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-   -   Happy Me Thread (https://www.mersenneforum.org/showthread.php?t=19249)

petrw1 2014-04-06 15:24

[QUOTE=Chuck;370421]Great — but it's composite.

[URL]http://www.mersenne.ca/exponent.php?exponentdetails=68843609[/URL][/QUOTE]

Aw....."Missed it by that much, Chief"

rogue 2014-04-11 16:19

I just moved into the 21st century by getting a smartphone, an iPhone 5c. One would think that the combination of Apple fan, software engineer, and geek would have prompted me to get one a long time ago. The reason is that I actually don't use my phone very often so it was difficult to justify the cost. Now I'm in a role at work where customers and co-workers will need to contact me on a more random basis. Now if my employer would only pay for it...

Flatlander 2014-04-11 21:33

[QUOTE=kladner;370427]I hope her condition continues to improve.[/QUOTE]

Thank you.

Nick 2014-04-12 21:39

[QUOTE=rogue;370912]I just moved into the 21st century by getting a smartphone, an iPhone 5c.[/QUOTE]
Congratulations - you are now the proud owner of an iPhone 5c.

But are you also its superuser/system administrator?

rogue 2014-04-26 01:01

I finally beat Candy Crush level 500. My wife and I had been stuck on it for about eight days.

NBtarheel_33 2014-05-09 13:36

At the stroke of 13:41:26 GMT on 2014-05-11, exactly one billion seconds will have passed since my birth. (Yes, I accounted for leap years *and* 14 leap seconds.) A lovely coincidence that this should happen on Mother's Day.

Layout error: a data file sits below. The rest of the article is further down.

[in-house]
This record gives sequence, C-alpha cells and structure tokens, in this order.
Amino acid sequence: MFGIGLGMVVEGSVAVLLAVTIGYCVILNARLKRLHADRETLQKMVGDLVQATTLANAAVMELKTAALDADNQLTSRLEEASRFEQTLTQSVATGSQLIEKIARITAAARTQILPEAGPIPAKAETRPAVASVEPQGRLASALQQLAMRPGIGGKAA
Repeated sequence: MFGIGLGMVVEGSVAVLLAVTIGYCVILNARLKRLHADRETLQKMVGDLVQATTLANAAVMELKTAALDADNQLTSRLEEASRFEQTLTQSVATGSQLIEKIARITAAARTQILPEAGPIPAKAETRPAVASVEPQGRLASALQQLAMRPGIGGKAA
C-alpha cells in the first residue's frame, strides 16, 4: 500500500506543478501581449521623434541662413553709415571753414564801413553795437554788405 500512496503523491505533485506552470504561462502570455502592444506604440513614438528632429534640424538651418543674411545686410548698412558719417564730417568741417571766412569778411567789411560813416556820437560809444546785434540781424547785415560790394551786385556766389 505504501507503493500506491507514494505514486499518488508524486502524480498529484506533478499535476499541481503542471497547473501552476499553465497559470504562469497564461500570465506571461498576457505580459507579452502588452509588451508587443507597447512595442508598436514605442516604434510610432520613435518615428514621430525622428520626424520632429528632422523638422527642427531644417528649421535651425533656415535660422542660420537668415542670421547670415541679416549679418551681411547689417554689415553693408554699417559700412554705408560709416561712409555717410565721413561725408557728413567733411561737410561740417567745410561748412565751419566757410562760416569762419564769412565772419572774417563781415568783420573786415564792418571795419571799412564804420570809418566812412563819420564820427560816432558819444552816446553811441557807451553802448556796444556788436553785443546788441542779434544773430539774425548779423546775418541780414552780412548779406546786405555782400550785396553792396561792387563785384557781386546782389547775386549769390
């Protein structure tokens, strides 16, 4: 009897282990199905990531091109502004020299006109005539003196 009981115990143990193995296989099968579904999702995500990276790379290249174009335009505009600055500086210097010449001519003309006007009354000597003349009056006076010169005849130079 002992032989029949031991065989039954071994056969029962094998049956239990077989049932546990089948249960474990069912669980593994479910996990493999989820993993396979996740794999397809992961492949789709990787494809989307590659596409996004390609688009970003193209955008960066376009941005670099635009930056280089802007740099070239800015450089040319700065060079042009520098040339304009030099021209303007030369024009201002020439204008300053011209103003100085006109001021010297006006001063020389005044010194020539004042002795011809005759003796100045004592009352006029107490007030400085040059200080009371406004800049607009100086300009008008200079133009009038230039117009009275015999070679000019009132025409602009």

Ever since I saw a bit on [URL= http://en.m.wikipedia.org/wiki/Square_One_Television]PBS Square One TV[/URL] where [URL=http://en.m.wikipedia.org/wiki/James Earl Jones]James Earl Jones'[/url] booming voice explained the difference in the lengths of time spanned by one million, one billion, and one trillion seconds, I have thought that it is one of the neatest, most accessible ways to teach the difference between these large numbers that our brains simply think of as "enormous" without distinguishing their vast difference in size.

One million seconds passes three times a month (or so). One billion seconds passes three times in your whole life (if you're lucky). One trillion seconds encompasses the entire history of human civilization and a whole lot more.

If you paid the national debt of the USA (roughly $17 trillion) at a dollar a second, it would take over 500,000 years to complete the transaction. Good luck balancing *that* budget.

Now, M48...I think of that as just "enormous"!

xilman 2014-05-09 14:11

[QUOTE=NBtarheel_33;373025]At the stroke of 13:41:26 GMT on 2014-05-11, exactly one billion seconds will have passed since my birth. (Yes, I accounted for leap years *and* 14 leap seconds.) A lovely coincidence that this should happen on Mother's Day.

Ever since I saw a bit on [URL= http://en.m.wikipedia.org/wiki/Square_One_Television]PBS Square One TV[/URL] where [URL=http://en.m.wikipedia.org/wiki/James Earl Jones]James Earl Jones'[/url] booming voice explained the difference in the lengths of time spanned by one million, one billion, and one trillion seconds, I have thought that it is one of the neatest, most accessible ways to teach the difference between these large numbers that our brains simply think of as "enormous" without distinguishing their vast difference in size.

One million seconds passes three times a month (or so). One billion seconds passes three times in your whole life (if you're lucky). One trillion seconds encompasses the entire history of human civilization and a whole lot more.

If you paid the national debt of the USA (roughly $17 trillion) at a dollar a second, it would take over 500,000 years to complete the transaction. Good luck balancing *that* budget.